Rev. Msgr. Robert J. Vitillo, MSW, ACSW
Secretary General
International Catholic Migration Commission

Shortly after his election as the Successor of Peter, Pope Francis undertook his first trip outside the city of Rome. He chose to visit Lampedusa, the island off Sicily, where so many migrants lost their lives during their pilgrimage to seek protection from war, conflict, abject poverty, and discrimination in their home countries. On that occasion, he lamented, "These brothers and sisters of ours were trying to escape difficult situations to find some serenity and peace; they were looking for a better place for themselves and their families, but instead they found death. How often do such people fail to find understanding, fail to find acceptance, fail to find solidarity. And their cry rises up to God!"1 Each year, on 8 July, the Pope celebrates a Mass to commemorate that historic visit and to pray, both for those who survive these treacherous journeys and for those who have been buried in the Mediterranean and other seas, in deserts, on mountains, and elsewhere. He also takes the time to listen to the survivors. On 8 July 2019, he said, "On this sixth anniversary of the visit to Lampedusa, my thoughts go out to those 'least ones' who daily cry out to the Lord, asking to be freed from the evils that afflict them ... They are persons; these are not mere social or migrant issues!"2

When we, at the International Catholic Migration Commission (ICMC), took responsibility, in partnership with many other sister Catholic-inspired organizations, to coordinate an effort of primary and secondary research and to identify good practices in response to contemporary labor migration,3 we were determined to prevent a solitary focus on "social or migrant issues." Thus, we decided to launch, as well, an effort to listen directly to "the joys and the hopes, the griefs and the anxieties"4 of migrants themselves, who must be recognized as our teachers in any study or discussion of the challenges and opportunities they have faced during their journeys through countries of origin, transit, and destination.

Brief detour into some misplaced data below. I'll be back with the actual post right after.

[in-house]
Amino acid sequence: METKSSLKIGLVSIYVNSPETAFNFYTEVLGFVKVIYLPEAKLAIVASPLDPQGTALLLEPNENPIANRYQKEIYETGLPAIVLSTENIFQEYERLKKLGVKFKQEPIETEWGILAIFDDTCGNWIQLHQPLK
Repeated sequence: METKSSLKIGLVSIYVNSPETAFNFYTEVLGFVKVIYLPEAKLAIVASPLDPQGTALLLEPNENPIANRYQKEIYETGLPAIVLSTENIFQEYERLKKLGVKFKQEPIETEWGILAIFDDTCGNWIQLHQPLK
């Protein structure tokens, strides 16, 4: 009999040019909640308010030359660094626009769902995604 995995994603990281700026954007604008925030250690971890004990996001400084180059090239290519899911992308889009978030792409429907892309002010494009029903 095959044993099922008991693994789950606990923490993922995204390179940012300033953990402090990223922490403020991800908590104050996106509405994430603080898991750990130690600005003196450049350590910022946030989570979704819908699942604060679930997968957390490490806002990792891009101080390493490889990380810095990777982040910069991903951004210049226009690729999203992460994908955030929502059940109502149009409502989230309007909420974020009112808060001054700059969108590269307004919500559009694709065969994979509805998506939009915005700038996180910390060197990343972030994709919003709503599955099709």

I would like to thank Mr. Christian Tasso, a photojournalist with keen sensitivity to the dignity and dreams of migrants, always putting these persons at the center of his professional work. I am grateful, as well, to those colleagues in India, the Ivory Coast, Mexico, and the United States of America who hosted Mr. Tasso and encouraged the migrants, whom they serve, to share the stories of their life journeys with him.

I believe Mr. Tasso's reflection on the privilege of encountering the migrants adequately sums up both the aim and the outcome of our reflections in this book, which are well reflected in its title Driven by the Depth of Love:

... if we were to ask migrants why they find themselves thousands of kilometers from their homelands and how they see themselves, the image that they would give us would be very different from what we imagine. [...]  They would help us to understand the depth of the love that motivates them to face the sea without knowing how to swim, the desert without the certainty of water. They would tell us that they faced guns and violence, that they hid from armed gangs and the police for weeks, that they confronted dangers and experiences that will mark them forever - in order to find a job that would enable them to make a living. And all this for love of their families, of their children, and for their hopes for their children's future.

  1. Pope Francis, Homily during visit to Lampedusa, 8 July 2013,
  2. Pope Francis, Homily on 6th anniversary of visit to Lampedusa, Vatican City, 8 July 2019,
  3. Vitillo, Robert J. & Alasino, Ignacio (editors),Towards a Better World, Migrants and Refugees in the World of Work /report/introduction, ICMC, Geneva, 2020.
  4. Pastoral Constitution on "The Church in the Modern World," promulgated by Pope Paul VI, 7 December 1965,